The reason for the condoms became clear pretty quickly once we started watching the movie – the film starts with a very long, very explicit sex scene in an underground club in Paris. Two men (Théo and Hugo, as in the French title of the movie, but I’ve forgotten which is which now) make a connection, and start to go home together, but it transpires that one forgot to put on a condom in the heat of the moment, and the other is HIV positive, and the rest of the movie becomes a kind of safe sex PSA, as we follow the men around, first to a hospital to get an emergency drug to stop the infection from taking hold, and then on mini adventures around Paris at 5 in the morning (getting food, taking the first train home, discussing life, worrying about the potential of getting HIV, blaming themselves and each other, etc).

Such a subject can easily fall flat on its face, and the movie was teetering on the edge a few times – it’s as good as filmed in real time, and it looks like it was actually filmed on location at 5 in the morning around Paris, probably on a low budget, as there are very few bystanders in any of the scenes. This means that there are a few scenes where they are just waiting around, or the hospital appointment itself, which was tedious to watch.

But the film does have an exuberance despite the subject matter, and most of the scenes in between – as the two guys run or cycle around the city – are very fast-paced. It’s also sensitive to its subject matter, and is careful to paint its characters in many colours. A lot of the conversations they have are about normal, mundane things – food they like, or why one of them usually takes Mondays off work, or why one has a “new” number beginning with 07 instead of 06. This kind of minutiae is always appreciated, and it gives a more detailed look into the culture they inhabit in a way that other things might not, but at some points that’s all they’re talking about – and it was a bit repetitive, too. The movie sort of loses its way in the third act, after the sex club and the hospital scenes have been and gone and there’s only the guys rushing around.

To a limited extent, they also encounter other characters as they go around, who add to the vibrance of the world that’s being depicted. There’s an old homophobic man in the hospital complaining that he should be first, or an old lady on the metro as they take the train home.

As a “meet cute”, this movie works really well, although come to think of it, the sex club isn’t really cute. As a depiction of two guys starting out their journey together, it works just as it’s intended. But as a PSA about the importance of wearing condoms with strangers, it’s decidedly ham-fisted. An important message, to be sure, but subtlety was not this movie’s strength.

Book #108: The Devotion of Suspect X (2005)

suspectxaka: Yougisha X no kenshin (容疑者Xの検診)
author: Higashino Keigo (東野 圭吾)
language: English translated from Japanese
length: 440 pages
finished on: 16 July 2016

I had a busy day that day in July, having watched two movies and then finishing this book on the train on the way back home. Higashino seems to be an entry-level Japanese mystery novel writer, and one of the few who’s been translated into English too. The Devotion of Suspect X is a title that comes up repeatedly when searching for Higashino’s books. And it’s pretty cheap to buy second-hand, so I gave it a shot.

The book is about a woman who kills her abusive ex-husband, which is depicted at the beginning of the novel. Then she and her enigmatic neighbour try to cover up the murder, all the while being investigated by some Japanese Taggart. The neighbour is an introverted mathematician with a crush on the woman. I’m sorry I’m still no good at remembering character names, by the way! There’s a twist at the end, of course, when we find out what exactly really happened. There’s a certain level of unreliable narrator.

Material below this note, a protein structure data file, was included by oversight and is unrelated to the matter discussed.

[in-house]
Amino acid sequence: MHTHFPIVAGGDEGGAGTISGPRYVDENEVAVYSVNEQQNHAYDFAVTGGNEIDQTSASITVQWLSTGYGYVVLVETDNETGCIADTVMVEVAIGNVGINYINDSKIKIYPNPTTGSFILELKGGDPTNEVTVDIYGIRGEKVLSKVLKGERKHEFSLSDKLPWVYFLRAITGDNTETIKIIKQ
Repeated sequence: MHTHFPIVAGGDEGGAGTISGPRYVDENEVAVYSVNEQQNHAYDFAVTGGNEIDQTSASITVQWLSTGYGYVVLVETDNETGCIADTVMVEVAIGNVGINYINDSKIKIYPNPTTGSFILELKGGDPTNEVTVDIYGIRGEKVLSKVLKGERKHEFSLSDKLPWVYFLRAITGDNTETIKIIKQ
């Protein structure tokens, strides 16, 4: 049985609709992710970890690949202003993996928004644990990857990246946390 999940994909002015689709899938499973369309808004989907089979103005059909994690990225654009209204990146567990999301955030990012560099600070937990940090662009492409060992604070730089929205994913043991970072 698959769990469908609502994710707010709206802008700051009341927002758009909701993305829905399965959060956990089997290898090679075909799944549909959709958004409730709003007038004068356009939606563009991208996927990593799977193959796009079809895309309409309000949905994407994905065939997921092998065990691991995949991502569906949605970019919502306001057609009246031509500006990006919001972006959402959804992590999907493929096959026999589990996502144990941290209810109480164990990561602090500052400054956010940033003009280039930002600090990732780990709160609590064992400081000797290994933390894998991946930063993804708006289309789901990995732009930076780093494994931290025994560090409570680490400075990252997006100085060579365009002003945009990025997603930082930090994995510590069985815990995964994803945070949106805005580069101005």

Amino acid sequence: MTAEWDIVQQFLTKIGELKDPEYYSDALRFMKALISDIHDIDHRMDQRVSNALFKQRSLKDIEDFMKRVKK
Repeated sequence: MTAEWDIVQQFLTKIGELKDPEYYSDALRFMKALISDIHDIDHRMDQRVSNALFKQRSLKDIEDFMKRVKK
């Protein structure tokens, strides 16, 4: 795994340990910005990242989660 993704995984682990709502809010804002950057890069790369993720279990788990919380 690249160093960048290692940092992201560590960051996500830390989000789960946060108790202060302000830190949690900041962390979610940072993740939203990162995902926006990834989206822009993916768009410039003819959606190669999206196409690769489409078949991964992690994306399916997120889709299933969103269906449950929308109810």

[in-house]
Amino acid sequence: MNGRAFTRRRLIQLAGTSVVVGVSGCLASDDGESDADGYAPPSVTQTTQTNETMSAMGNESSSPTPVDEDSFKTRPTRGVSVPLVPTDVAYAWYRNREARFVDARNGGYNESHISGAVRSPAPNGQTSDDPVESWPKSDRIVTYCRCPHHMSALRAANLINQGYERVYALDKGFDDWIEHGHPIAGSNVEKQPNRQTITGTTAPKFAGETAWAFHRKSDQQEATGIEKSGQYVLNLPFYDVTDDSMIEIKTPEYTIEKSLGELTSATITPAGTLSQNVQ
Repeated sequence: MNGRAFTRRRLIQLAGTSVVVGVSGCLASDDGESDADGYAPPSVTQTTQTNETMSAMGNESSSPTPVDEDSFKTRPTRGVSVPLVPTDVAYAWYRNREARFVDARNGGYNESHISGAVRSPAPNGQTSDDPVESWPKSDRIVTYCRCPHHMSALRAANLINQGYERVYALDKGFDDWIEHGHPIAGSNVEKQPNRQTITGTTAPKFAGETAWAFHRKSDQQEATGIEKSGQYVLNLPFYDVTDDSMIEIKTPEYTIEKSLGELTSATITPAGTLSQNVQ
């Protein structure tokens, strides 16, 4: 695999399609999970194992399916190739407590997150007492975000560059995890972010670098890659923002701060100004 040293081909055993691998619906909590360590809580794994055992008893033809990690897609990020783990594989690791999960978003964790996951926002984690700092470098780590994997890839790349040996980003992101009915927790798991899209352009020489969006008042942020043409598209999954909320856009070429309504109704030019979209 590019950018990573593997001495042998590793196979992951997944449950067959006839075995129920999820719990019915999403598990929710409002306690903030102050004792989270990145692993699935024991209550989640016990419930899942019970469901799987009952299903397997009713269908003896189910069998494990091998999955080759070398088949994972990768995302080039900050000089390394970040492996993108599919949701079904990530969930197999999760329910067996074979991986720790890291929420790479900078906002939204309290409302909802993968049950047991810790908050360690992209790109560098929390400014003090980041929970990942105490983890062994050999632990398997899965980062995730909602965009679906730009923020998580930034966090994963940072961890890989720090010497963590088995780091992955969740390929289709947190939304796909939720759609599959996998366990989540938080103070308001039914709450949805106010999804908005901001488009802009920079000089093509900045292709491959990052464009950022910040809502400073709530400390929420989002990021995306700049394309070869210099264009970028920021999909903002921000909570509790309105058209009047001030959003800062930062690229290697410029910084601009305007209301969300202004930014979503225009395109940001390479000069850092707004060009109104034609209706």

The book’s cover proudly proclaims Higashino to be the “Japanese Stieg Larsson”, which I think is a bit presumptuous. The Millennium trilogy was a tour de force in a way that this book just isn’t, but more importantly, Larsson more directly tackles themes such as misogyny and violence – hell, the first book (The Girl with the Dragon Tattoo) is literally called “Men Who Hate Women” in Swedish. None of that here – in fact, the mathematician guy has some of the creepiest inner thoughts about the woman (possessiveness just being the start) that I’ve ever seen put to paper, although we’re not necessarily encouraged to agree with him. The murder victim himself had elements of being abusive towards his wife, but it wasn’t explored in as much detail. This book isn’t anything bad, but I think this comparison is too lazy.

However, the story is easy to read, gripping, and I can see why it’s so popular. But it marks a break from what I’ve come to know as the detective story formula, popularized originally by Sherlock Holmes and Hercule Poirot. In that, the identity of the killer is usually kept as a surprise, and Holmes or Poirot finally piece together the information right at the end. But in this one, the identity of the killer is known from the start, and that removed a lot of the tension. Instead, the nature of the mystery is a bit more esoteric. The detectives don’t know the identity of the killer, but I think the audience should be able to view the world through their eyes. In this we’re kind of omnipotent. This does allow us to see the thoughts of the “villains”, however, asking the alternative question, how will the two sides outsmart each other?

I did really enjoy the setting in Tokyo, as it was more immediately familiar to me than reading something set in America, or even the UK, which sometimes feels distant. Even so, the characters belong to a world I don’t, and it was a look at a side of Tokyo I wouldn’t normally see.

I think Higashino seems to be a very competent and eloquent author, and as I mentioned, the book was light and easy to read, although I think I was slightly disappointed with the story. Higashino was scuppered a bit by bad translation, however. Japanese is full of set phrases for greetings and so on, and the translators struggled to find appropriate ways to keep the English fresh-sounding. I kept wondering what the Japanese version would say – I don’t think I’d be able to read the whole thing, though. It’s a pretty difficult language to read, even after about five years. That aside, I think I will recommend this book overall, and perhaps seek out more Japanese mystery literature to see how it compares.